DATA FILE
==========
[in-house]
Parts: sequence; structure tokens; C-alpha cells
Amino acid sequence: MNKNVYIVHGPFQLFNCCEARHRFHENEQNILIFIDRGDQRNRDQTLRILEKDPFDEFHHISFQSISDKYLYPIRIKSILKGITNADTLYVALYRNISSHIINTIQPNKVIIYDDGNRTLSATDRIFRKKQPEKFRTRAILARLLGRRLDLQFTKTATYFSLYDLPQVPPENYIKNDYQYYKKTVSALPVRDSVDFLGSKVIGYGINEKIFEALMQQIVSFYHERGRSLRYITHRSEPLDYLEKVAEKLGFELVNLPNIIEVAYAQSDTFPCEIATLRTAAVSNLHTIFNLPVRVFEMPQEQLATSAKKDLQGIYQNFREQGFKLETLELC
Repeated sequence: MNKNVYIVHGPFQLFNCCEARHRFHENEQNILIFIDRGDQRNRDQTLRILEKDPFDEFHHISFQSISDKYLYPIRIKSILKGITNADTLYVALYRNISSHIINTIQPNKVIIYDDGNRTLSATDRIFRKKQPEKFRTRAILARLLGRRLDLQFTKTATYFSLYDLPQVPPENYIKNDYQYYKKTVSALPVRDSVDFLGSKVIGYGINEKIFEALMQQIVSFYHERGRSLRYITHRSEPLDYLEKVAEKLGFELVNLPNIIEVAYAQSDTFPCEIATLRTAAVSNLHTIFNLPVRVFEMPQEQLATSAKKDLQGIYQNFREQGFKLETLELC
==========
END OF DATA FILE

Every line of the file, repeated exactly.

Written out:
[in-house]
Parts: sequence; structure tokens; C-alpha cells
Amino acid sequence: MNKNVYIVHGPFQLFNCCEARHRFHENEQNILIFIDRGDQRNRDQTLRILEKDPFDEFHHISFQSISDKYLYPIRIKSILKGITNADTLYVALYRNISSHIINTIQPNKVIIYDDGNRTLSATDRIFRKKQPEKFRTRAILARLLGRRLDLQFTKTATYFSLYDLPQVPPENYIKNDYQYYKKTVSALPVRDSVDFLGSKVIGYGINEKIFEALMQQIVSFYHERGRSLRYITHRSEPLDYLEKVAEKLGFELVNLPNIIEVAYAQSDTFPCEIATLRTAAVSNLHTIFNLPVRVFEMPQEQLATSAKKDLQGIYQNFREQGFKLETLELC
Repeated sequence: MNKNVYIVHGPFQLFNCCEARHRFHENEQNILIFIDRGDQRNRDQTLRILEKDPFDEFHHISFQSISDKYLYPIRIKSILKGITNADTLYVALYRNISSHIINTIQPNKVIIYDDGNRTLSATDRIFRKKQPEKFRTRAILARLLGRRLDLQFTKTATYFSLYDLPQVPPENYIKNDYQYYKKTVSALPVRDSVDFLGSKVIGYGINEKIFEALMQQIVSFYHERGRSLRYITHRSEPLDYLEKVAEKLGFELVNLPNIIEVAYAQSDTFPCEIATLRTAAVSNLHTIFNLPVRVFEMPQEQLATSAKKDLQGIYQNFREQGFKLETLELC